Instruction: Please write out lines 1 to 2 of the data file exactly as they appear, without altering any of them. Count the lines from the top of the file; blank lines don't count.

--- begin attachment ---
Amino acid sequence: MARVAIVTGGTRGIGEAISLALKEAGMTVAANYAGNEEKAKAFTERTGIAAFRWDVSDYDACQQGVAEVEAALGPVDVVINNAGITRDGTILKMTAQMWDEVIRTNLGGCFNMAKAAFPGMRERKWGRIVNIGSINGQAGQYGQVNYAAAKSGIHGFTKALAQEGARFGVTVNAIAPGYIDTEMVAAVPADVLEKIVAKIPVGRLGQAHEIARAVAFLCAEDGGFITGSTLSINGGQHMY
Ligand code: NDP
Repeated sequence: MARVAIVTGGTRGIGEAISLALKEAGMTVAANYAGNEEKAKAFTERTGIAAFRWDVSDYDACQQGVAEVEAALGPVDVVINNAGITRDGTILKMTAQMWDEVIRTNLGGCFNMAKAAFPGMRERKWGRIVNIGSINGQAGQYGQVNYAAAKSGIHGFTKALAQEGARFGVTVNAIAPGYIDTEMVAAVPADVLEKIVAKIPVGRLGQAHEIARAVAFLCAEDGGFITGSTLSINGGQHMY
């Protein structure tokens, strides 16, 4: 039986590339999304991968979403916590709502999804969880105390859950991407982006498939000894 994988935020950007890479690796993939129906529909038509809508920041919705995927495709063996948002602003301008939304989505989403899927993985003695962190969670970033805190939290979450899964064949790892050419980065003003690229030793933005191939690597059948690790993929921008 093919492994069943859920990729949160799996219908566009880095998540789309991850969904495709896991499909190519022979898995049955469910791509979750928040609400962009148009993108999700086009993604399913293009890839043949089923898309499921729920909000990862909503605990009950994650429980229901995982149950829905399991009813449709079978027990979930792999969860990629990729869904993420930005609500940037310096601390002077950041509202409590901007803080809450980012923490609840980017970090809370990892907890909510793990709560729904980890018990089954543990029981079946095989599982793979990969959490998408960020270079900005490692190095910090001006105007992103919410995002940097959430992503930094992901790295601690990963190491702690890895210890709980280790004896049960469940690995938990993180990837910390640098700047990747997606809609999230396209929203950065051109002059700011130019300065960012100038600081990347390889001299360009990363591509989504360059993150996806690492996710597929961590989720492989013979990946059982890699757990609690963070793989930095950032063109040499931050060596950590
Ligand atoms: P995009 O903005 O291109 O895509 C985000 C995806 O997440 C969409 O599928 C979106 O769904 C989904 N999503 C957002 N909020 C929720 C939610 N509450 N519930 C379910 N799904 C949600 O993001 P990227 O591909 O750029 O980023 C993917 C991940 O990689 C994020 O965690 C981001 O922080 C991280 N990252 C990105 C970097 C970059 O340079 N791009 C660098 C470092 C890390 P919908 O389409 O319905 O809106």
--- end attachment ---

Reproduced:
Amino acid sequence: MARVAIVTGGTRGIGEAISLALKEAGMTVAANYAGNEEKAKAFTERTGIAAFRWDVSDYDACQQGVAEVEAALGPVDVVINNAGITRDGTILKMTAQMWDEVIRTNLGGCFNMAKAAFPGMRERKWGRIVNIGSINGQAGQYGQVNYAAAKSGIHGFTKALAQEGARFGVTVNAIAPGYIDTEMVAAVPADVLEKIVAKIPVGRLGQAHEIARAVAFLCAEDGGFITGSTLSINGGQHMY
Ligand code: NDP